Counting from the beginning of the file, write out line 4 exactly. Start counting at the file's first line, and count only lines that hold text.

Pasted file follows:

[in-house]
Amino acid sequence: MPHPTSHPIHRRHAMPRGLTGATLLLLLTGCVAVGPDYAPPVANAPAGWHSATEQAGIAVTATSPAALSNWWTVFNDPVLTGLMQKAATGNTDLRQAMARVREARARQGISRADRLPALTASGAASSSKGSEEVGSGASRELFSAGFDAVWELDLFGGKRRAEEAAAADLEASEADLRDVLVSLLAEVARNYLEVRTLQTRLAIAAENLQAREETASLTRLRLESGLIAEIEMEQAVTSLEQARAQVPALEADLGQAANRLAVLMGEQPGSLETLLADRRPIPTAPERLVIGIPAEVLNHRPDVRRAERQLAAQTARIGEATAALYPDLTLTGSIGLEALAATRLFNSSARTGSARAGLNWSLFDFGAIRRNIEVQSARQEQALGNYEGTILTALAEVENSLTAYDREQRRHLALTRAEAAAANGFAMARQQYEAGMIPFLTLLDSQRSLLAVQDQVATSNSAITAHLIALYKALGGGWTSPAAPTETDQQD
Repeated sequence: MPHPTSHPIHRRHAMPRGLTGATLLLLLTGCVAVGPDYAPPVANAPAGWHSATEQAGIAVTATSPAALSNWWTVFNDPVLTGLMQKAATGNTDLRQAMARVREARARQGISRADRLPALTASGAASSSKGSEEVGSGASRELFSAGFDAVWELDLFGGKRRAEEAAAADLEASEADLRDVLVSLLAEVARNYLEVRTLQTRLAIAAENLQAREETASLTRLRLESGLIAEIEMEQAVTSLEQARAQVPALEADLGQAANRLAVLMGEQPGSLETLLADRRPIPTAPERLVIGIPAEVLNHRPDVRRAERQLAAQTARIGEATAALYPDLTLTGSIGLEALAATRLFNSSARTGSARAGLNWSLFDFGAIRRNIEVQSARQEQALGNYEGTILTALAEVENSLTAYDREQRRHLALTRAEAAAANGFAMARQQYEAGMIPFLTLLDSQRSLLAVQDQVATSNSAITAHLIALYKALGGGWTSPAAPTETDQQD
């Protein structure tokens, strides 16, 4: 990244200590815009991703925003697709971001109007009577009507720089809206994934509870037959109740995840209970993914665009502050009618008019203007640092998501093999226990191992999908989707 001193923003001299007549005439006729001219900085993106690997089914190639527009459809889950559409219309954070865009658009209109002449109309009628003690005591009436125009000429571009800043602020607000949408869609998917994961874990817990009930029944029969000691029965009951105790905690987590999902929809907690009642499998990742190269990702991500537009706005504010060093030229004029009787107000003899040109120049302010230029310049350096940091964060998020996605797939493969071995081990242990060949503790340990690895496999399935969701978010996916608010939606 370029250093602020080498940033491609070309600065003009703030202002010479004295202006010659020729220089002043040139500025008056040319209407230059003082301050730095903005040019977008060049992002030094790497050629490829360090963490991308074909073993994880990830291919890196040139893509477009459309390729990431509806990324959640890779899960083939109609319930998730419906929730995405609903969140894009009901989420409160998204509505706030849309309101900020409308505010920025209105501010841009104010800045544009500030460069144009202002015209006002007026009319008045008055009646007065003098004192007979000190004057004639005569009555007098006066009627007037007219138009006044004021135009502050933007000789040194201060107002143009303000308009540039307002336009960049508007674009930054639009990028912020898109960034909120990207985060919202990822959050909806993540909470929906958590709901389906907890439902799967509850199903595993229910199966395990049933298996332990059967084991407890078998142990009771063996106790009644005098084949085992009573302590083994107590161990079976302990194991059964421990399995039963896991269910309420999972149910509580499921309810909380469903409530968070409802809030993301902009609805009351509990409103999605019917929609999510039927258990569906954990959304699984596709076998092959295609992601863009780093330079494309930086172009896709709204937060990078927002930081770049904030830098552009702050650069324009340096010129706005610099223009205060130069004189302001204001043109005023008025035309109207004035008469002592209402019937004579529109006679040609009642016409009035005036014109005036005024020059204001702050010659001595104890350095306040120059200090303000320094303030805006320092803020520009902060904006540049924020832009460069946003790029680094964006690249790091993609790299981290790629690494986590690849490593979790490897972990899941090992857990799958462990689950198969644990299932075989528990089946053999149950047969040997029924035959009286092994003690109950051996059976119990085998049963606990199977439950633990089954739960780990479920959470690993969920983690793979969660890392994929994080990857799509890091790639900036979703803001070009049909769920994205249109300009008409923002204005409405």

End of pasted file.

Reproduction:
């Protein structure tokens, strides 16, 4: 990244200590815009991703925003697709971001109007009577009507720089809206994934509870037959109740995840209970993914665009502050009618008019203007640092998501093999226990191992999908989707 001193923003001299007549005439006729001219900085993106690997089914190639527009459809889950559409219309954070865009658009209109002449109309009628003690005591009436125009000429571009800043602020607000949408869609998917994961874990817990009930029944029969000691029965009951105790905690987590999902929809907690009642499998990742190269990702991500537009706005504010060093030229004029009787107000003899040109120049302010230029310049350096940091964060998020996605797939493969071995081990242990060949503790340990690895496999399935969701978010996916608010939606 370029250093602020080498940033491609070309600065003009703030202002010479004295202006010659020729220089002043040139500025008056040319209407230059003082301050730095903005040019977008060049992002030094790497050629490829360090963490991308074909073993994880990830291919890196040139893509477009459309390729990431509806990324959640890779899960083939109609319930998730419906929730995405609903969140894009009901989420409160998204509505706030849309309101900020409308505010920025209105501010841009104010800045544009500030460069144009202002015209006002007026009319008045008055009646007065003098004192007979000190004057004639005569009555007098006066009627007037007219138009006044004021135009502050933007000789040194201060107002143009303000308009540039307002336009960049508007674009930054639009990028912020898109960034909120990207985060919202990822959050909806993540909470929906958590709901389906907890439902799967509850199903595993229910199966395990049933298996332990059967084991407890078998142990009771063996106790009644005098084949085992009573302590083994107590161990079976302990194991059964421990399995039963896991269910309420999972149910509580499921309810909380469903409530968070409802809030993301902009609805009351509990409103999605019917929609999510039927258990569906954990959304699984596709076998092959295609992601863009780093330079494309930086172009896709709204937060990078927002930081770049904030830098552009702050650069324009340096010129706005610099223009205060130069004189302001204001043109005023008025035309109207004035008469002592209402019937004579529109006679040609009642016409009035005036014109005036005024020059204001702050010659001595104890350095306040120059200090303000320094303030805006320092803020520009902060904006540049924020832009460069946003790029680094964006690249790091993609790299981290790629690494986590690849490593979790490897972990899941090992857990799958462990689950198969644990299932075989528990089946053999149950047969040997029924035959009286092994003690109950051996059976119990085998049963606990199977439950633990089954739960780990479920959470690993969920983690793979969660890392994929994080990857799509890091790639900036979703803001070009049909769920994205249109300009008409923002204005409405």